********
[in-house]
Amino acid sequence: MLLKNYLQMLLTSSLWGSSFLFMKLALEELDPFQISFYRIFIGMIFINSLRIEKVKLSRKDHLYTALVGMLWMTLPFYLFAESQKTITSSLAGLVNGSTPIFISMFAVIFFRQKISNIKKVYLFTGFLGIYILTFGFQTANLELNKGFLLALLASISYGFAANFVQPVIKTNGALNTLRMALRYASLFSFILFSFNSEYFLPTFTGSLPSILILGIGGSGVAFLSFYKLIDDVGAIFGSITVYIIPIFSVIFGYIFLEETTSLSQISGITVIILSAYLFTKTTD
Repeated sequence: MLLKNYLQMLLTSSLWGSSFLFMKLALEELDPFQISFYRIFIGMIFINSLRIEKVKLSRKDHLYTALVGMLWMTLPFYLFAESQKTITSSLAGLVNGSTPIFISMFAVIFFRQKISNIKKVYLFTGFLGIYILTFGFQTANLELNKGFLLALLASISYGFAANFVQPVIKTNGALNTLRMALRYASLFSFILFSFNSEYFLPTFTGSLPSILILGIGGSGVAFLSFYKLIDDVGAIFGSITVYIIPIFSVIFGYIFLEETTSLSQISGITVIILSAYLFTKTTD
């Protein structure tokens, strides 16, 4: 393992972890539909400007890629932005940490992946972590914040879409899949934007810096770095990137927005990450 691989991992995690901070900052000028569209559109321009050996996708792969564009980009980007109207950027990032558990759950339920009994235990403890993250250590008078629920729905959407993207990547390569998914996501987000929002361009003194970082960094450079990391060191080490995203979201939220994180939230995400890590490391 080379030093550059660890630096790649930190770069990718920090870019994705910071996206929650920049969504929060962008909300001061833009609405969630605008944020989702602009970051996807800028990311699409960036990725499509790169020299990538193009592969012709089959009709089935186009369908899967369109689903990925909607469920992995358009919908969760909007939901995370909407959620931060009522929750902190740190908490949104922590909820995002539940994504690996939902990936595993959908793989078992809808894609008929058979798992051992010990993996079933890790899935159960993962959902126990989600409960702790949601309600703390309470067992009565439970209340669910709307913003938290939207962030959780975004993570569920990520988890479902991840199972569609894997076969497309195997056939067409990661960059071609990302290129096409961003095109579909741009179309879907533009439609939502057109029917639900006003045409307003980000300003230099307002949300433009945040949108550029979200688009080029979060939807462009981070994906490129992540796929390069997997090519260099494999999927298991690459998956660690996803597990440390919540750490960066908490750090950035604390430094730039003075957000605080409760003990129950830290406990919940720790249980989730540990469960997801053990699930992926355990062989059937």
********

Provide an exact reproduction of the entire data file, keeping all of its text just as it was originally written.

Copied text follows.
[in-house]
Amino acid sequence: MLLKNYLQMLLTSSLWGSSFLFMKLALEELDPFQISFYRIFIGMIFINSLRIEKVKLSRKDHLYTALVGMLWMTLPFYLFAESQKTITSSLAGLVNGSTPIFISMFAVIFFRQKISNIKKVYLFTGFLGIYILTFGFQTANLELNKGFLLALLASISYGFAANFVQPVIKTNGALNTLRMALRYASLFSFILFSFNSEYFLPTFTGSLPSILILGIGGSGVAFLSFYKLIDDVGAIFGSITVYIIPIFSVIFGYIFLEETTSLSQISGITVIILSAYLFTKTTD
Repeated sequence: MLLKNYLQMLLTSSLWGSSFLFMKLALEELDPFQISFYRIFIGMIFINSLRIEKVKLSRKDHLYTALVGMLWMTLPFYLFAESQKTITSSLAGLVNGSTPIFISMFAVIFFRQKISNIKKVYLFTGFLGIYILTFGFQTANLELNKGFLLALLASISYGFAANFVQPVIKTNGALNTLRMALRYASLFSFILFSFNSEYFLPTFTGSLPSILILGIGGSGVAFLSFYKLIDDVGAIFGSITVYIIPIFSVIFGYIFLEETTSLSQISGITVIILSAYLFTKTTD
């Protein structure tokens, strides 16, 4: 393992972890539909400007890629932005940490992946972590914040879409899949934007810096770095990137927005990450 691989991992995690901070900052000028569209559109321009050996996708792969564009980009980007109207950027990032558990759950339920009994235990403890993250250590008078629920729905959407993207990547390569998914996501987000929002361009003194970082960094450079990391060191080490995203979201939220994180939230995400890590490391 080379030093550059660890630096790649930190770069990718920090870019994705910071996206929650920049969504929060962008909300001061833009609405969630605008944020989702602009970051996807800028990311699409960036990725499509790169020299990538193009592969012709089959009709089935186009369908899967369109689903990925909607469920992995358009919908969760909007939901995370909407959620931060009522929750902190740190908490949104922590909820995002539940994504690996939902990936595993959908793989078992809808894609008929058979798992051992010990993996079933890790899935159960993962959902126990989600409960702790949601309600703390309470067992009565439970209340669910709307913003938290939207962030959780975004993570569920990520988890479902991840199972569609894997076969497309195997056939067409990661960059071609990302290129096409961003095109579909741009179309879907533009439609939502057109029917639900006003045409307003980000300003230099307002949300433009945040949108550029979200688009080029979060939807462009981070994906490129992540796929390069997997090519260099494999999927298991690459998956660690996803597990440390919540750490960066908490750090950035604390430094730039003075957000605080409760003990129950830290406990919940720790249980989730540990469960997801053990699930992926355990062989059937």